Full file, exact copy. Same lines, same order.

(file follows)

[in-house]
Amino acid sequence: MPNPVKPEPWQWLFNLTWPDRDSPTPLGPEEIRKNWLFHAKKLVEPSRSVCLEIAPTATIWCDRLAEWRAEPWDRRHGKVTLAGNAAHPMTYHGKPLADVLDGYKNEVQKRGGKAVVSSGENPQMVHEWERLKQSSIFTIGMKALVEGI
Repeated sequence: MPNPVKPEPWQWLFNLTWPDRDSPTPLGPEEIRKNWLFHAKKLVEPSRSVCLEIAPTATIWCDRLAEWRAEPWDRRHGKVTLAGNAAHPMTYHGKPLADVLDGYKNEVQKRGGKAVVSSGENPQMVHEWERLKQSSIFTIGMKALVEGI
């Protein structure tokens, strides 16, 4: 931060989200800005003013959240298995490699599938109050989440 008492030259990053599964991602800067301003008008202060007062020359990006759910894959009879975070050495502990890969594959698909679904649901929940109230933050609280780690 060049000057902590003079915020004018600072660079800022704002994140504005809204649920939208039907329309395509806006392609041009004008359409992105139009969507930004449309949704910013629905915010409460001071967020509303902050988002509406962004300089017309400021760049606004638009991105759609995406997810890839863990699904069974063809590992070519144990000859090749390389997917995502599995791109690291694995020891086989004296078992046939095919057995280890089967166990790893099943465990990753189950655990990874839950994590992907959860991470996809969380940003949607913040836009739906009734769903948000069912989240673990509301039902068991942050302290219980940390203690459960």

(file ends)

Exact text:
[in-house]
Amino acid sequence: MPNPVKPEPWQWLFNLTWPDRDSPTPLGPEEIRKNWLFHAKKLVEPSRSVCLEIAPTATIWCDRLAEWRAEPWDRRHGKVTLAGNAAHPMTYHGKPLADVLDGYKNEVQKRGGKAVVSSGENPQMVHEWERLKQSSIFTIGMKALVEGI
Repeated sequence: MPNPVKPEPWQWLFNLTWPDRDSPTPLGPEEIRKNWLFHAKKLVEPSRSVCLEIAPTATIWCDRLAEWRAEPWDRRHGKVTLAGNAAHPMTYHGKPLADVLDGYKNEVQKRGGKAVVSSGENPQMVHEWERLKQSSIFTIGMKALVEGI
């Protein structure tokens, strides 16, 4: 931060989200800005003013959240298995490699599938109050989440 008492030259990053599964991602800067301003008008202060007062020359990006759910894959009879975070050495502990890969594959698909679904649901929940109230933050609280780690 060049000057902590003079915020004018600072660079800022704002994140504005809204649920939208039907329309395509806006392609041009004008359409992105139009969507930004449309949704910013629905915010409460001071967020509303902050988002509406962004300089017309400021760049606004638009991105759609995406997810890839863990699904069974063809590992070519144990000859090749390389997917995502599995791109690291694995020891086989004296078992046939095919057995280890089967166990790893099943465990990753189950655990990874839950994590992907959860991470996809969380940003949607913040836009739906009734769903948000069912989240673990509301039902068991942050302290219980940390203690459960």